It was part of an evening of programmes in honour of the eightieth birthday of Queen Mary. The BBC had approached the Queen some months before and asked what programmes she would like to hear. Amongst a selection of music and variety, she requested something by Christie who was a writer she admired. Christie agreed, asking that her fee of one hundred Guineas be donated to the Southport Infirmary Children's Toy Fund.
The idea for the play came from a real-life crime tragedy in 1945 with the death of a boy in foster care. Christie's official biography states that the name of the boy was Daniel O'Neill but contemporary newspaper reports state the name of the boy was Dennis O'Neill, aged twelve. Together with his younger brother, Terence (aged nine) he had been placed in the care of a farmer (Reginald Gough, aged thirty-one) and his wife (Esther, aged twenty-nine) of Bank Farm, Hope Valley, Minsterley, Shropshire, on July 5, 1944. Just over six months later, on January 9, Mrs. Gough rang a local doctor and reported that the boy was having fits. The doctor attended but Dennis died. He was severely malnourished and was covered in three-day old bruises. An inquest was held on February 5, 1945 at which the jury returned a verdict of Dennis having died due to "acute cardiac failure, following violence applied to the front of the chest and back while in a state of under-nourishment due to neglect". Two days before, On Saturday, February 3, Gough had been charged with manslaughter and his wife with having "wilfully ill-treated, neglected and exposed the boy in a manner likely to cause suffering and injury". They went on trial on March 15 and on March 19 both were found guilty of their respective charges. Gough was sentenced to six years and his wife to six months. The Goughs were divorced on October 22, 1946 on the grounds of his cruelty to her but their subsequent fate is not recorded. A first-hand account of Terence O'Neill's story was published by Harper Collins in March 2010 under the title Someone to Love Us (ISBN 9780007350186). A government enquiry by Sir Walter Monckton ensued as a result of the case which on December 13, 1946 resulted in a revised set of rules relating to the placement of children in foster care. These came into effect on January 1, 1947.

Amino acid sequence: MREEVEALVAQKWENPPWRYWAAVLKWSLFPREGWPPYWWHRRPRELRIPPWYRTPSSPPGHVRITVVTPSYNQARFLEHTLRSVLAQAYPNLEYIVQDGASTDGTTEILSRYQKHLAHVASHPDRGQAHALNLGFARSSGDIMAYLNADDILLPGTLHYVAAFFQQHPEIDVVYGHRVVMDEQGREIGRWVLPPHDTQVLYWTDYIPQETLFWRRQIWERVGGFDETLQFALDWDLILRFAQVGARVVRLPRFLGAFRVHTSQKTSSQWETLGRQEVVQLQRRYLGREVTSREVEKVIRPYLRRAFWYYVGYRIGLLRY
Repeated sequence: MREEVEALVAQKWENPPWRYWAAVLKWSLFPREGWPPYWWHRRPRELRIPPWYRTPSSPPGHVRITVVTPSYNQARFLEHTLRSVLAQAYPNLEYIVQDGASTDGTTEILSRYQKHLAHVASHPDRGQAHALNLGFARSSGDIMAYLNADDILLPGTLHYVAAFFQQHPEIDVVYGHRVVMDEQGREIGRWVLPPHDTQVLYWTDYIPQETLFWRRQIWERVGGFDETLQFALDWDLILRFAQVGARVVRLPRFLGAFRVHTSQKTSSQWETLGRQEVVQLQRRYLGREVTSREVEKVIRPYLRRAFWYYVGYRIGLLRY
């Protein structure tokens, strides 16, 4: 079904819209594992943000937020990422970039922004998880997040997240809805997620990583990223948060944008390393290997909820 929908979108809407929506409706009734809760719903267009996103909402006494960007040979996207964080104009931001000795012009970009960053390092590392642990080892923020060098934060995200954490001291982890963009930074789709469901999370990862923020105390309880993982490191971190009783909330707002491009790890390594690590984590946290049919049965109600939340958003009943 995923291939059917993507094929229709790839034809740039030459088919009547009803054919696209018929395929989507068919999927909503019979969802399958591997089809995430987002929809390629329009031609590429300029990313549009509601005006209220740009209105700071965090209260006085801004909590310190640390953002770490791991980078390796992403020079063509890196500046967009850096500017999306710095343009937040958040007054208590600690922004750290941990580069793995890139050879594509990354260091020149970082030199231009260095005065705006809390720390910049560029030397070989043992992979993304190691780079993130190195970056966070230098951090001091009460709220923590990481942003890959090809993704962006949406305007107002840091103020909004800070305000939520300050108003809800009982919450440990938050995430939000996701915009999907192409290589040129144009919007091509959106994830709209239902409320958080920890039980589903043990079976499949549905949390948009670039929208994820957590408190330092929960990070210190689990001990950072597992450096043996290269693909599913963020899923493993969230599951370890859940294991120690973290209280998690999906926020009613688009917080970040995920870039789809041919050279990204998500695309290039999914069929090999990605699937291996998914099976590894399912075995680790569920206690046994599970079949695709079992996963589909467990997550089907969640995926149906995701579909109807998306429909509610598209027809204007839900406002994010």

At some point soon after transmission of the radio play the suggestion was made to Christie that she turn it into a short story. This was published in the US in Cosmopolitan magazine in May 1948 and then in the 1950 collection Three Blind Mice and Other Stories.
Christie saw the potential of expanding the half-hour radio play into a full theatre play and in 1952, The Mousetrap, the play that has the longest initial run of any play in the world, first came to the stage. As another play had run on the stage just prior to the Second World War also with the title Three Blind Mice, Christie had to change the name. It was her son-in-law, Anthony Hicks, who suggested The Mousetrap, which is taken from Act III, Scene II of Shakespeare's Hamlet. Allan McClelland, in the role of Christopher Wren, was the only actor to make the transition from the radio production to the stage play.
No recording of the original radio plays exists and the script is not commercially available. Further, Christie asked that the short story not be published in the UK as long as The Mousetrap continued to run on the stage. The text of the latter play was published in 1954 by Samuel French as 'French's Acting Edition No 153' and also in the HarperCollins 1993 collection The Mousetrap and Other Plays (ISBN 0-00-224344-X).
1947 Radio production Edit
Director/Producer: Martyn C. Webster
Barry Morse played Giles Davis
Belle Chrystall played Molly Davis
Gladys Young played Mrs Boyle
Richard Williams played Major Metcalf
Raf De La Torre played Mr Paravicini
Allan McClelland played Christopher Wren
Lewis Stringer played Detective-Sergeant Trotter
Lydia Sherwood played Mrs Lyon
Other parts were played by Marjorie Westbury, David Kossoff and Duncan McIntyre